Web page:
Prom Couples

a couple of young men - prom cropped

Sunday, April 02, 2017 – (Grab a cup ‘o something.  This one is a commitment.)

Today I am grateful for prom couples.  Yes, prom season is in full force.  Facebook is full of pictures of beautiful young couples all dressed up and ready to go out and play grown-up for a night.  I love them all, but especially the picture I included today, because it sets a precedent for inclusion and acceptance.  (And yes, I have permission from all parties involved to use it.)

 

“Couples.”  What an interesting term.  There are all kinds of couples.  In my world. . .MY America,  most of the people I know celebrate those differences.  And why not?  Love knows no boundaries, just like hate.  We learn how to do both when we are very, very young.  We also learn acceptance and empathy.  If we’re lucky.  Not all of us are.

 

I graduated from high school in 1968 in a mid-sized town in Wisconsin.  We didn’t have black people in our town and I’m pretty sure that back then the powers-that-be would also say we didn’t have any gay people, either.  And since that is idiotic to even consider being true, those who were gay probably spent their lives hiding undercover, living a double life, just to get by.  How sad.  For them and for us.

 

I don’t know if I was friends with any gay girls or boys because no one talked about it back then.  Did they want to or was the shame of secrecy so great that they tamped their natural, God given feelings down like wet sand?  I don’t know.   I’m sure they were scared.  I’m sure they felt excluded and lonely.  And all of this just for knowing exactly who they were.  How sad.  Again. For them and us.

 

I wonder how they felt going to dances, prom and other social events with someone of the opposite sex just to keep up appearances?  I wonder if they were lonely in their secret like so many who have secrets are?  I wonder if they feared their parents would disown or hate them if they came out?  I wonder how they made it through the days pretending they were someone they were not?  The burden of not being who you are weighs heavily.

 

The 1960’s were a different time, with less information and acceptance on a lot of issues.  Assassinations put a red stain on the ‘60’s.  Vietnam was taking my friends.  The draft terrified every guy I knew.  Maybe we wouldn’t have been able to digest the fact that some of our girlfriends were lesbians, or our guy friends were gay.  I don’t know and I’m not proud about that, either.   I was a different person back then, so I’m not sure how I would have reacted if they had come out.  But I know who I am now.  No doubt about it.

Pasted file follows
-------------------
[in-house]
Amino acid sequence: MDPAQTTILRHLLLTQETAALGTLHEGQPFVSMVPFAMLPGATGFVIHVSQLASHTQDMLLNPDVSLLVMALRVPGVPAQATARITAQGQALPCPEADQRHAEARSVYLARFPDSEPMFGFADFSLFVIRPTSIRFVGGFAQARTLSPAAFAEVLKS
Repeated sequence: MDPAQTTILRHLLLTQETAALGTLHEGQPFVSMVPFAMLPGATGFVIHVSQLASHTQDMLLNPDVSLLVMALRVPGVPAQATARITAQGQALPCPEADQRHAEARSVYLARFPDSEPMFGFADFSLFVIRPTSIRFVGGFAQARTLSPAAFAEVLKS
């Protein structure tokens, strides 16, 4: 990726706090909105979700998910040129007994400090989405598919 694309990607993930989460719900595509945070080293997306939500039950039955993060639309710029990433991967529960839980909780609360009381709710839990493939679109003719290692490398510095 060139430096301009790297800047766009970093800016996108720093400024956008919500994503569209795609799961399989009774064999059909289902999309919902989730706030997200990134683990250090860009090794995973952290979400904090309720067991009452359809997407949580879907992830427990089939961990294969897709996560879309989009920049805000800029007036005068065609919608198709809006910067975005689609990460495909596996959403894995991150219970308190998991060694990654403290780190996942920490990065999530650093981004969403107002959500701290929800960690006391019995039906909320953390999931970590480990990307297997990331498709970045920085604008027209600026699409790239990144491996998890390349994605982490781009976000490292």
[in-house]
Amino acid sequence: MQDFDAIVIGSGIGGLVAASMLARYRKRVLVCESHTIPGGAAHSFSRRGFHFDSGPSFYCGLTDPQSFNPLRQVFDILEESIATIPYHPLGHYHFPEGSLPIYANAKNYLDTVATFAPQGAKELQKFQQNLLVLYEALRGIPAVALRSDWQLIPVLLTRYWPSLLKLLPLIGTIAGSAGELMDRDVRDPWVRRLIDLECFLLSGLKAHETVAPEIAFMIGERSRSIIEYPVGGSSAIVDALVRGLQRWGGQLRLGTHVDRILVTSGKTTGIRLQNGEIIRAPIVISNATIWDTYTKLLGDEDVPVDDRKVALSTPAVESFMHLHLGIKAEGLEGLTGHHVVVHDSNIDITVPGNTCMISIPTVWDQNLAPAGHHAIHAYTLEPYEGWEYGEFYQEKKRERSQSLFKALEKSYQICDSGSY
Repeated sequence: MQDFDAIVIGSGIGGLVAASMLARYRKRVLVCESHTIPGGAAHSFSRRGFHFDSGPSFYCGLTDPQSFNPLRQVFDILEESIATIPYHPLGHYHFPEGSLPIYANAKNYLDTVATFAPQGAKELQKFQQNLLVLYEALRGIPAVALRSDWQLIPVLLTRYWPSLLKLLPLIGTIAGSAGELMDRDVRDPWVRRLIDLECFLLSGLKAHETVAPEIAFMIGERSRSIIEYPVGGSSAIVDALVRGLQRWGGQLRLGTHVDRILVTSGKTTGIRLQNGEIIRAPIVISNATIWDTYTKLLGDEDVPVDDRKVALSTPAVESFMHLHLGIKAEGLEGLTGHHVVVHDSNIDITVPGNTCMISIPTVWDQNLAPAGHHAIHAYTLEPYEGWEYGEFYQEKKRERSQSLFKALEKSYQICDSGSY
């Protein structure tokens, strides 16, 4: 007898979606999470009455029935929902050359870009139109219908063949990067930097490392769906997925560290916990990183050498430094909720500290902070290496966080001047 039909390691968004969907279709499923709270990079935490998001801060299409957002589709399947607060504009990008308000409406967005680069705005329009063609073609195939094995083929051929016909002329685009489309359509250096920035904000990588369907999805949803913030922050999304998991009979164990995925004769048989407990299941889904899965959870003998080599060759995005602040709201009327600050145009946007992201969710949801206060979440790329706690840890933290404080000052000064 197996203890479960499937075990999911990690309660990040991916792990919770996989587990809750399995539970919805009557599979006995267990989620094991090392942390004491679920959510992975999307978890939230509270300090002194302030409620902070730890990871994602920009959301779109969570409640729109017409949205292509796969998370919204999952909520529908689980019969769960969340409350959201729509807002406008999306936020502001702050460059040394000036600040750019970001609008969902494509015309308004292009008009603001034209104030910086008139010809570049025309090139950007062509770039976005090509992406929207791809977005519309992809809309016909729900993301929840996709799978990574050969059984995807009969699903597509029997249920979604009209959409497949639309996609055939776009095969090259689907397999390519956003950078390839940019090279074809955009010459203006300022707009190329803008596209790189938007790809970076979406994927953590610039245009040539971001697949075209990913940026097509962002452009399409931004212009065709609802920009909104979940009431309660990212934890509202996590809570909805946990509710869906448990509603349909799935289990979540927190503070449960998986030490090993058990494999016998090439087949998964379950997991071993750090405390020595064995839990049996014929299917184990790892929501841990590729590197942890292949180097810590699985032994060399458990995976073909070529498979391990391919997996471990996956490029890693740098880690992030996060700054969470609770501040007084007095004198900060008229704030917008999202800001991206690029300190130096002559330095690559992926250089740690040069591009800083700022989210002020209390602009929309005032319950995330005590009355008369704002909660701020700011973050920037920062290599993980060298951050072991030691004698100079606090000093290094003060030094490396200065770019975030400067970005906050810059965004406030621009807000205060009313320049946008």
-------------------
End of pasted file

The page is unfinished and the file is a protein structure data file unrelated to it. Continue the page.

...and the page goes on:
Times have changed.  The prejudices I was taught in childhood have been replaced by the truth as I now know it.  My truth.  And the truth of so many others who fight childhood beliefs with adult common sense and plain old education.  Now I KNOW I have dear friends who are gay, both male and female and I celebrate their friendships with the same intensity that I celebrate all of my friendships.  One can never have too many friends.

 

Recently someone asked me if it bothered me to see affection between people of the same sex?  My answer was that affection between any people doesn’t bother me.  As long as they are not fornicating on my front lawn what does it matter?  People are people.  Affection is affection.  Love is love.

 

I do think I could do without most of the graphic sexual escapades in the movies, but I’m talking about ALL types of sex.  I prefer movies in the days when the water rushed up on the couple lying in the sand and the screen faded to black.  You knew they were going to screw like rabbits but you didn’t have to see every dimple while they did it, or watch them slam each other up against a wall in fake, violent passion.  Enough with that already! Fade to black.

 

I would not want a gay child of mine to enter into a physical relationship when they are not ready, any more than I’d want a heterosexual child of mine to enter into a straight sexual relationship when they are not ready.  Being truly intimate with someone is not just a great joy, it’s a huge responsibility.  Gay or not.

 

I had a very, very dear friend who died many years ago who “practiced” coming out on me before telling his family.  We were not kids, but I was still very stupid and said, “Are you sure?”  Of course, he was.  He had been for a very long time.  Most kids (and parents) get an inkling of this long before reality sets in.  He was such a good friend that I could speak frankly with him and ask him anything.  During the course of one of our long discussions, I asked what he wanted in a relationship?  “I just want to find someone to love, who loves me, who doesn’t mind if we sit home and watch a movie together, holding hands on the couch.”  Funny thing is, that’s what many of us want, gay or not.  See, it isn’t only about sex.  It’s about connection on a deeper level.  Comfort. Love.

 

That’s why I want gender equality for everyone, all the time!  I want it to be a non-issue!  And I want young people who want to be with males. . . or females. . . or those who aren’t yet sure. . .to be exactly who they are.  And go wherever they want to as a couple.  Especially to prom.

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